The Associated Press (Hans Greimel, "JAPAN BARS N. KOREAN SHIP FROM LEAVING," Niigata, 08/25/03) and Agence France-Presse ("DPRK FERRY ARRIVES AT JAPAN AMID LOUD PROTESTS, WELCOME," 08/25/03) reported that a DPRK ferry previously suspected of smuggling money and drugs docked here to loud protests and cheers of welcome on its first port call for seven months. Some 1,500 police surrounded Niigata port, 250 kilometres (155 miles) north of Tokyo, where the ferry Man Gyong Bong-92 arrived around 8:30 am (2330 GMT Sunday). The visit by the ship -- the only direct link between Japan and the DPRK -- came two days ahead of the start of six-way talks in Beijing aimed at halting Pyongyang's nuclear ambitions. Thirty four passengers stepped off the ferry as about a dozen crew members stood on deck, waving and clapping at 120 members of the pro-Pyongyang General Association of Korean Residents in Japan (Chongryong) who were waiting to greet the ship. DPRK nationals on board and on the quayside sang songs praising DPRK leader Kim Jong-Il and his father Kim Il-Sung before singing a popular DPRK song, "I am glad to see you." But the ship's arrival also met with loud shouts of "go home, go home" by about 120 supporters and families of Japanese nationals kidnapped by the DPRK during the Cold War era. The ferry made its last port call in January amid suspicions over Pyongyang's nuclear arms program and after the DPRK admitted its agents had kidnapped Japanese nationals. The DPRK cancelled a scheduled voyage in June after Japanese authorities said they would intensify checks on the vessel after officials said the ship was suspected of involvement with drug smuggling, illegal cash transfers and spying activities. Transport ministry officials boarded the vessel just before noon to carry out an inspection which was expected to take about five hours to complete.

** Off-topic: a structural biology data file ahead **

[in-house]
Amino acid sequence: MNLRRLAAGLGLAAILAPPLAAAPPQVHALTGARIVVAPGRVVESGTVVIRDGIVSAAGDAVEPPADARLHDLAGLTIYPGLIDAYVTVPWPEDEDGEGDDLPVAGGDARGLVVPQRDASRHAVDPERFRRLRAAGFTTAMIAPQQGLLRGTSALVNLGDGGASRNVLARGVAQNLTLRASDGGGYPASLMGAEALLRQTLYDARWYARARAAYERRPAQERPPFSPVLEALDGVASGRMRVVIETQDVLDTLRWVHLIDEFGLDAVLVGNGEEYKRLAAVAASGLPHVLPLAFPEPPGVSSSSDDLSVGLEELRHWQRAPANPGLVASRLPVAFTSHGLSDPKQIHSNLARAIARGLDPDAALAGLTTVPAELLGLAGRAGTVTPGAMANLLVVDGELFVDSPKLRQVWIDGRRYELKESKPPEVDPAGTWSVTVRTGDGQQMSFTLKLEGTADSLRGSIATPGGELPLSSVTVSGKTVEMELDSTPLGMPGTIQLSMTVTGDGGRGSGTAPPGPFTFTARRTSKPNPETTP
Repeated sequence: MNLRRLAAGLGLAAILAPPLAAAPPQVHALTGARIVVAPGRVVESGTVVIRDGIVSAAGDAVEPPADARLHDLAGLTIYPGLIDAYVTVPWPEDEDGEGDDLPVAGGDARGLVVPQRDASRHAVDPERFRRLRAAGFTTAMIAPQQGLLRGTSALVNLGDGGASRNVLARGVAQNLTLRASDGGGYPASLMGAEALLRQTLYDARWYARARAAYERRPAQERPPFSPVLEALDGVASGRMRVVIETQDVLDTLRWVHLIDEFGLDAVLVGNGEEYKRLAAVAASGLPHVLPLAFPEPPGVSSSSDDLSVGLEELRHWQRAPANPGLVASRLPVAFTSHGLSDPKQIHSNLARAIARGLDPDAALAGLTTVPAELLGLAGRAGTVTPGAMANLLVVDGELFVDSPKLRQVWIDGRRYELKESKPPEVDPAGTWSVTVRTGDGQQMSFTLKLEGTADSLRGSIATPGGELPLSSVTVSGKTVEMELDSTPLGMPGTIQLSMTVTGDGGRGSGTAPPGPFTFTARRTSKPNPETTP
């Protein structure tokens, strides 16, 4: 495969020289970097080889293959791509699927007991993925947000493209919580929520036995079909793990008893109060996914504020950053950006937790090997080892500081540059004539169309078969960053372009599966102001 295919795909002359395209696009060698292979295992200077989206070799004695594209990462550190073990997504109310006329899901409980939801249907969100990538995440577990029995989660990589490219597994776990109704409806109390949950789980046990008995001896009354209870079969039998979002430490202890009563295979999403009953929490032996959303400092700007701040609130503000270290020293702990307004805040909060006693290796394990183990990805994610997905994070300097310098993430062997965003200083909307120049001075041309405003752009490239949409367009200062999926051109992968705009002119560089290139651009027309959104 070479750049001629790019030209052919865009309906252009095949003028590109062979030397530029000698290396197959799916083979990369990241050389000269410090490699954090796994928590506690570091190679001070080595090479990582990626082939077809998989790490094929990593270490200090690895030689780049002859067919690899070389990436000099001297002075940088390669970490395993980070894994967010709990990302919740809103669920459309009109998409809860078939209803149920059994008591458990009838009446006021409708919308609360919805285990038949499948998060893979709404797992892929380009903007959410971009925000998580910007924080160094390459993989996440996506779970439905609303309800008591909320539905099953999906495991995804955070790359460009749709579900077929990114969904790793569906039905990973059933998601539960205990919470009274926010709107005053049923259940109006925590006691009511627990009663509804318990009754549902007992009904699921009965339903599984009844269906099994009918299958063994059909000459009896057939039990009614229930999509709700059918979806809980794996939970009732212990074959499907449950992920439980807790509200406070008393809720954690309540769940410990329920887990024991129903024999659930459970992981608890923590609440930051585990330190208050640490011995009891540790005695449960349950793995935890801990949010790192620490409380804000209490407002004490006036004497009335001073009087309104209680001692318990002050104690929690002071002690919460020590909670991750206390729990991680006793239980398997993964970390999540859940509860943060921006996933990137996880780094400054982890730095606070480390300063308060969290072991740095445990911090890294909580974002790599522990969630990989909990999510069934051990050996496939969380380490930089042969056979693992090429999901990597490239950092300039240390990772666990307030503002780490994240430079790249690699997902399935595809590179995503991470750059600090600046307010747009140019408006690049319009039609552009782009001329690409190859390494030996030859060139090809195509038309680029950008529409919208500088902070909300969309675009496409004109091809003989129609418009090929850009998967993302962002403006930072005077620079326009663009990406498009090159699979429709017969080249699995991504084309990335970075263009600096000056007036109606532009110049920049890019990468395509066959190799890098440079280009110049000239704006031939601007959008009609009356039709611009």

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6. Japan-ROK-Russia Joint Military Drill